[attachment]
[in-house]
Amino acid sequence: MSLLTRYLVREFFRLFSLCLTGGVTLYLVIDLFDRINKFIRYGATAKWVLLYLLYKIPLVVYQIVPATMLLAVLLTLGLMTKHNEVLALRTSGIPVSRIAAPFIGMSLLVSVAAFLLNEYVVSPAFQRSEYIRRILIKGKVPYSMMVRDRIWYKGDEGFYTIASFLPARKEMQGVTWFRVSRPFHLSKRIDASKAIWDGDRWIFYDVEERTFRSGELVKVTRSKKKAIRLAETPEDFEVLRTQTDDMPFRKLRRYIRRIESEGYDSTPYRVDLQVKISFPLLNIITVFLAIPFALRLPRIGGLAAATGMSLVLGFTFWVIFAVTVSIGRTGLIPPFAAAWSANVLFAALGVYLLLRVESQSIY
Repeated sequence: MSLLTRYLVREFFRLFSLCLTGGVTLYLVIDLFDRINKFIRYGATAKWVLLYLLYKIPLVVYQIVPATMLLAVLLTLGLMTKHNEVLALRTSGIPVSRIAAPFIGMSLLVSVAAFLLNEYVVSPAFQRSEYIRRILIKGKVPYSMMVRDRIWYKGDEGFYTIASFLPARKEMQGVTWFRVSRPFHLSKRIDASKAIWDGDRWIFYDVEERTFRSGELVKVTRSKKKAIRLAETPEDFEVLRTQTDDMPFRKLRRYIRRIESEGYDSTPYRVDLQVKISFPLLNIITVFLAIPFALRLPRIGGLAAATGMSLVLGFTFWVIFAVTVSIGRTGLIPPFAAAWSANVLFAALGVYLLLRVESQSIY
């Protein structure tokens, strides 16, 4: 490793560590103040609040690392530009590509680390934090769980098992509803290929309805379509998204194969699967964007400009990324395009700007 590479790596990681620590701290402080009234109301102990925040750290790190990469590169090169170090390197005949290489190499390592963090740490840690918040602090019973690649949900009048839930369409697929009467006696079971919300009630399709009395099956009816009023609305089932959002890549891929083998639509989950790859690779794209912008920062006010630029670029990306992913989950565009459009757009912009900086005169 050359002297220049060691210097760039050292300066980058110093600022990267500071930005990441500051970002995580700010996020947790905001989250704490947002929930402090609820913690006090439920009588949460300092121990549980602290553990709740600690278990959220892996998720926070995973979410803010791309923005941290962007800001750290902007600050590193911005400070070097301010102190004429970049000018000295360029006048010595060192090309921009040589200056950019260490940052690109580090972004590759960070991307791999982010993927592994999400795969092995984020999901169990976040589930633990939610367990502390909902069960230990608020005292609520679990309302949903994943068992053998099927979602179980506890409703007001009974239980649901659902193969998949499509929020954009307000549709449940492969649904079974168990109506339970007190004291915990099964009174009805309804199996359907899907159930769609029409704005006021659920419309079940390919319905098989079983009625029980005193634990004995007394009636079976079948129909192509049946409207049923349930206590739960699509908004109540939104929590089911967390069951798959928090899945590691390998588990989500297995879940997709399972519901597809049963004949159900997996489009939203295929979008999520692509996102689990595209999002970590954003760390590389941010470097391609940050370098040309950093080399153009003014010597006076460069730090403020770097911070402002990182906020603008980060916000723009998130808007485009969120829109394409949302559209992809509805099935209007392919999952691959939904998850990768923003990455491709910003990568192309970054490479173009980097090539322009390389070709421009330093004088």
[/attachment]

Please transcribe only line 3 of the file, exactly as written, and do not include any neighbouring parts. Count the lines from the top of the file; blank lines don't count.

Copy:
Repeated sequence: MSLLTRYLVREFFRLFSLCLTGGVTLYLVIDLFDRINKFIRYGATAKWVLLYLLYKIPLVVYQIVPATMLLAVLLTLGLMTKHNEVLALRTSGIPVSRIAAPFIGMSLLVSVAAFLLNEYVVSPAFQRSEYIRRILIKGKVPYSMMVRDRIWYKGDEGFYTIASFLPARKEMQGVTWFRVSRPFHLSKRIDASKAIWDGDRWIFYDVEERTFRSGELVKVTRSKKKAIRLAETPEDFEVLRTQTDDMPFRKLRRYIRRIESEGYDSTPYRVDLQVKISFPLLNIITVFLAIPFALRLPRIGGLAAATGMSLVLGFTFWVIFAVTVSIGRTGLIPPFAAAWSANVLFAALGVYLLLRVESQSIY